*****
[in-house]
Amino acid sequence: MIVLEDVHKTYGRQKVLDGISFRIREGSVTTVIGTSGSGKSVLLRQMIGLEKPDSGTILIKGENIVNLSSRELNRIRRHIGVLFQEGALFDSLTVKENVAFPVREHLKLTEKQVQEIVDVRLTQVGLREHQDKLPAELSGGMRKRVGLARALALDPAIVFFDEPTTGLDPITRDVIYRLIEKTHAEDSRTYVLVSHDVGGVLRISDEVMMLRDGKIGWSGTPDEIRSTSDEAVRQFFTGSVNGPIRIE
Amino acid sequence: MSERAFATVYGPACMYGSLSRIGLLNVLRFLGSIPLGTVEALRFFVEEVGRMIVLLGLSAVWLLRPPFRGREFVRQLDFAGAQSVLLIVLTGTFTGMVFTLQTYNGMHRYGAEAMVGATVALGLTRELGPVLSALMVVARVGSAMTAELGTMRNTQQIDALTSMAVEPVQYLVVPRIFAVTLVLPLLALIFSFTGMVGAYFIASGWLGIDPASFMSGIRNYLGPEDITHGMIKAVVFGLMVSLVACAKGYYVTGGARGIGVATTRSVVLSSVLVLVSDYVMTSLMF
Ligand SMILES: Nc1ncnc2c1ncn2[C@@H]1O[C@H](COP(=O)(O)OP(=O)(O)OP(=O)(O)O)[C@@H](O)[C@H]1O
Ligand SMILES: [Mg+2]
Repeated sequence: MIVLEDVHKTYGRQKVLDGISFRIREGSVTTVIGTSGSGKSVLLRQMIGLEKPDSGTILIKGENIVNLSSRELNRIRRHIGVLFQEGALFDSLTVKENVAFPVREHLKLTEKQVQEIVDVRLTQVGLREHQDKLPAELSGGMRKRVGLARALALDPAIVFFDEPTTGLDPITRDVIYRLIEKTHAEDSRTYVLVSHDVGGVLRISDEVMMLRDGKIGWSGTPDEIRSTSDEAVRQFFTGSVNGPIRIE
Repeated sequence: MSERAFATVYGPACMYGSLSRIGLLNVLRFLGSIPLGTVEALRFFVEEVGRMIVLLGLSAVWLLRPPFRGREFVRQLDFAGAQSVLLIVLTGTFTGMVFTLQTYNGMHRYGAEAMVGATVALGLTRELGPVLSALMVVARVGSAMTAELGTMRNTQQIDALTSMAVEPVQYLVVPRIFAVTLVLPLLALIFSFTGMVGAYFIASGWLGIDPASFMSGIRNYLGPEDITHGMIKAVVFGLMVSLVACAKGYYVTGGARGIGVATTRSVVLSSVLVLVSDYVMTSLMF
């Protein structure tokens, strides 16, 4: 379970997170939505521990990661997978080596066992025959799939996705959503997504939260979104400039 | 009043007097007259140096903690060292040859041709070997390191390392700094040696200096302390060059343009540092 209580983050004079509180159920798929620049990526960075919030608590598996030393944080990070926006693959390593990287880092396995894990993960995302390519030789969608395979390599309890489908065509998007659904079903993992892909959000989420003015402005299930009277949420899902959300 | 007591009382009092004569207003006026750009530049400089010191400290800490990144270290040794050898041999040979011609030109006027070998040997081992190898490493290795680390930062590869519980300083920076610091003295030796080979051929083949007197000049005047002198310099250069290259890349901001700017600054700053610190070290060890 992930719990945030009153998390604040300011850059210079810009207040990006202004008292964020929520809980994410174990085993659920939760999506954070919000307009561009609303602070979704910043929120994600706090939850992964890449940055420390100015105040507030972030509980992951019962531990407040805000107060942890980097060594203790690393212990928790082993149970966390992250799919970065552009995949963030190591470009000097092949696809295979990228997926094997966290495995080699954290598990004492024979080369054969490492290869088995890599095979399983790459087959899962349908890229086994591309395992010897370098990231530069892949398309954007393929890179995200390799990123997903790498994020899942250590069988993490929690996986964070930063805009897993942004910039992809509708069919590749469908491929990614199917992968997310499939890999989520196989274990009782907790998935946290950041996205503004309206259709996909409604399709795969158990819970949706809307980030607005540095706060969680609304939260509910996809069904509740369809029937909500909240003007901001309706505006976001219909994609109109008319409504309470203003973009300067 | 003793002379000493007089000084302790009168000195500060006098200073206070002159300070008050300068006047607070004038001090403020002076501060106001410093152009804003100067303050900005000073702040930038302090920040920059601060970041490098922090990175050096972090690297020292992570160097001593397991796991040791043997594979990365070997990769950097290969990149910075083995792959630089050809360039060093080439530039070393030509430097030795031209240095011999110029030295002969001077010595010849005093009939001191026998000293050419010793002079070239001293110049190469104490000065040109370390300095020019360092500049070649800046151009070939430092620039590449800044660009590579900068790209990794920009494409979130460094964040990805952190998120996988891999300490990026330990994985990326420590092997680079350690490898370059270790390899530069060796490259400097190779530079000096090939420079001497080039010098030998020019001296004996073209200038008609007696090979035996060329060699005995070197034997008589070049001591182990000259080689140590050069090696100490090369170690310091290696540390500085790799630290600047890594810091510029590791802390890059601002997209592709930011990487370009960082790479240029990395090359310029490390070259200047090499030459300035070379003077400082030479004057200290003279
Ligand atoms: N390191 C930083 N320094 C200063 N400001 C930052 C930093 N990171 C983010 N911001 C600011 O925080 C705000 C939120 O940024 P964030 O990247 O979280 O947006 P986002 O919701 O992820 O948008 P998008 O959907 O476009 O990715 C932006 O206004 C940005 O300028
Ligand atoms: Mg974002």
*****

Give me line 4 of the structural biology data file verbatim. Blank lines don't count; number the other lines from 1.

Ligand SMILES: Nc1ncnc2c1ncn2[C@@H]1O[C@H](COP(=O)(O)OP(=O)(O)OP(=O)(O)O)[C@@H](O)[C@H]1O